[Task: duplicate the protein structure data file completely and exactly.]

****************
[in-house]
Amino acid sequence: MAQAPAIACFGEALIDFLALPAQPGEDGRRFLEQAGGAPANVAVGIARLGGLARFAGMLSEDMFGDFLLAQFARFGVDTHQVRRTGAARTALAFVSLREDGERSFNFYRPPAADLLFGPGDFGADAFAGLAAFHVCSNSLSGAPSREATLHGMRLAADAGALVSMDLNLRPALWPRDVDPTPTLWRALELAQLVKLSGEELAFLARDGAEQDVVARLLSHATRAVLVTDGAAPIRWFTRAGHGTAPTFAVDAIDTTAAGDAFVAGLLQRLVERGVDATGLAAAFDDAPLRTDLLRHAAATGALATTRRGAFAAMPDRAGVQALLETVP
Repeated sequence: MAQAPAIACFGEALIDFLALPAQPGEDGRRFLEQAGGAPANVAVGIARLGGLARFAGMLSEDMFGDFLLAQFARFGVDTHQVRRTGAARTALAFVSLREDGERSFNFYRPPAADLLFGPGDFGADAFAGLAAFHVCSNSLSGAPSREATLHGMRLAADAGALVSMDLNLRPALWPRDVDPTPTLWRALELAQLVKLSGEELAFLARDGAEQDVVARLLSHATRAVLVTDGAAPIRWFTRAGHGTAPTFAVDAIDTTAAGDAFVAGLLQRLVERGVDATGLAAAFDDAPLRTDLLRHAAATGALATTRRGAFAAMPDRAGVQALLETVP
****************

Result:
[in-house]
Amino acid sequence: MAQAPAIACFGEALIDFLALPAQPGEDGRRFLEQAGGAPANVAVGIARLGGLARFAGMLSEDMFGDFLLAQFARFGVDTHQVRRTGAARTALAFVSLREDGERSFNFYRPPAADLLFGPGDFGADAFAGLAAFHVCSNSLSGAPSREATLHGMRLAADAGALVSMDLNLRPALWPRDVDPTPTLWRALELAQLVKLSGEELAFLARDGAEQDVVARLLSHATRAVLVTDGAAPIRWFTRAGHGTAPTFAVDAIDTTAAGDAFVAGLLQRLVERGVDATGLAAAFDDAPLRTDLLRHAAATGALATTRRGAFAAMPDRAGVQALLETVP
Repeated sequence: MAQAPAIACFGEALIDFLALPAQPGEDGRRFLEQAGGAPANVAVGIARLGGLARFAGMLSEDMFGDFLLAQFARFGVDTHQVRRTGAARTALAFVSLREDGERSFNFYRPPAADLLFGPGDFGADAFAGLAAFHVCSNSLSGAPSREATLHGMRLAADAGALVSMDLNLRPALWPRDVDPTPTLWRALELAQLVKLSGEELAFLARDGAEQDVVARLLSHATRAVLVTDGAAPIRWFTRAGHGTAPTFAVDAIDTTAAGDAFVAGLLQRLVERGVDATGLAAAFDDAPLRTDLLRHAAATGALATTRRGAFAAMPDRAGVQALLETVP